To work out the luxury car tax (LCT) amount you must pay if you import a car, use the following formula:
(LCT value − LCT threshold) × 10 ÷ 11 × 33%.
Like other business taxes, you report and pay LCT on your activity statement.
The LCT value of an imported car includes:
- the customs value (as worked out under the Customs Act 1901) of the car and any parts, accessories or attachments imported at the same time as the car and can reasonably be expected to be fitted to the car (add-ons)
- amounts not already included in the customs value for the international transport of the car and add-ons to Australia
- the amount not already included in the customs value for the insurance of the car and add-ons to be transported to Australia
- any customs duty payable on the importation of the car and add-ons
- any GST payable on the importation of the car and add-ons
- if the importation of the car is GST-free, an amount equal to the amount of GST that would otherwise have been payable.
Work out your LCT rate and threshold.
You’ll need to pay the amount of LCT due on the car, along with any customs duty payable, to the Department of Home AffairsExternal Link as part of the customs clearance process.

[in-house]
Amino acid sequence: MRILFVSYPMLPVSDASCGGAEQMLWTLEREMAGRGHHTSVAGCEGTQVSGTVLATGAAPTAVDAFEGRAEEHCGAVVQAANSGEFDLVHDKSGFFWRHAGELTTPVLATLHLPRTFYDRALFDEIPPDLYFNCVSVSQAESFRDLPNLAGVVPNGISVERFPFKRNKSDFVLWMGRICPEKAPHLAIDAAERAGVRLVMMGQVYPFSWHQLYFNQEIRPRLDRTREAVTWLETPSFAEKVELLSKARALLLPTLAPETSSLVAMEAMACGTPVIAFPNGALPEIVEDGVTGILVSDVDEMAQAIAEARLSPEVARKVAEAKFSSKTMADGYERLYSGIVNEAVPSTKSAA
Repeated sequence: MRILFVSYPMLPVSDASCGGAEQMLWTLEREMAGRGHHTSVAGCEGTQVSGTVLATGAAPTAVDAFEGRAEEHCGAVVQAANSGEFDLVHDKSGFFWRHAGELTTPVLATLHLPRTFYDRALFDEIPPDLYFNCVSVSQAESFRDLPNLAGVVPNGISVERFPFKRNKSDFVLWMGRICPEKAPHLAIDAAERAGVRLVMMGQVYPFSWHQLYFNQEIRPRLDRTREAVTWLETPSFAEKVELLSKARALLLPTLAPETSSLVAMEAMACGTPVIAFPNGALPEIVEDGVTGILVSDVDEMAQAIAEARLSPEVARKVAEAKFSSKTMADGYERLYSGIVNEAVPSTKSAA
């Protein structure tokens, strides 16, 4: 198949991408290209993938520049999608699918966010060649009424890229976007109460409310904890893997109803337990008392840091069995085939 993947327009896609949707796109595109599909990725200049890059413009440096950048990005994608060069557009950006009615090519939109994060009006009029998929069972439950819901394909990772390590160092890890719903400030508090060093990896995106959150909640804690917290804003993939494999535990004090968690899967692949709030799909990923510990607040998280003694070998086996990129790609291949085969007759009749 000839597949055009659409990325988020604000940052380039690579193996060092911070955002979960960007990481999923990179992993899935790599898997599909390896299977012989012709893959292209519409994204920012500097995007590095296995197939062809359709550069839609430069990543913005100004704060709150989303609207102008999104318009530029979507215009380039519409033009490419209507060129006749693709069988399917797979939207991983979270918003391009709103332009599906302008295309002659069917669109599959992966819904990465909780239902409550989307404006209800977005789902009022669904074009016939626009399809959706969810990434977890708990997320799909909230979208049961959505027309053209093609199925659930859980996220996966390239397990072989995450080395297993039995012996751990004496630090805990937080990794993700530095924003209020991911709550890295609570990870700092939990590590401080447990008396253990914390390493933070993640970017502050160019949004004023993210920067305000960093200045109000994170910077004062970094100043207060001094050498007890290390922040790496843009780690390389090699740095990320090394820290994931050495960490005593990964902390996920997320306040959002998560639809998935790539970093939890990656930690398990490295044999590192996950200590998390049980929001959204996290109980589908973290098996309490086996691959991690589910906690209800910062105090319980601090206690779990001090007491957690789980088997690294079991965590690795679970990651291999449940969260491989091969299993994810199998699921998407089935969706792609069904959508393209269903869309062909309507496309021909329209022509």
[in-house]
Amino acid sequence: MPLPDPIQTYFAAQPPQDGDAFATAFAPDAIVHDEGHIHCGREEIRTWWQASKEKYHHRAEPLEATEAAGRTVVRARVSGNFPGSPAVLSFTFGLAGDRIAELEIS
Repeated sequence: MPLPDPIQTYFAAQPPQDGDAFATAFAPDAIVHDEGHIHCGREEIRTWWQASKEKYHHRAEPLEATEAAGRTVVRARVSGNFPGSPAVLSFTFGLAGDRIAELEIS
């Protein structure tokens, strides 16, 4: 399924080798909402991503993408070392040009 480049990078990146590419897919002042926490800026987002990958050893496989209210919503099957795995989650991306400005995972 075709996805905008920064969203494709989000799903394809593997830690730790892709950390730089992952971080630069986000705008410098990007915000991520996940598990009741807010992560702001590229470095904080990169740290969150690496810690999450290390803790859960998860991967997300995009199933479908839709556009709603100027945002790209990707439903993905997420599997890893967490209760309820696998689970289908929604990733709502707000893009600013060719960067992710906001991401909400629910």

Jimmy imports a 1977 Ford Mustang in the 2023–24 income year. The customs value of the car is $90,000 before GST. It costs him an additional $2,500 (inclusive of GST) to have the vehicle imported into Australia.
GST is added to the customs value of the car at the time of import.
To work out the amount of LCT:
Step 1: work out the LCT value:
- Customs value of the car is $90,000
- Add GST applied at import is $9,000 (10% of $90,000)
- Add import costs (GST inclusive) of $2,500
- $101,500 (LCT value).
Step 2: calculate the LCT (LCT value − LCT threshold) × 10 ÷ 11 × 33%:
- ($101,500 − $76,950) × 10 ÷ 11 × 33%
- $24,550× 10 ÷ 11 × 33%
- $7,365 (LCT amount payable to Department of Home AffairsExternal Link).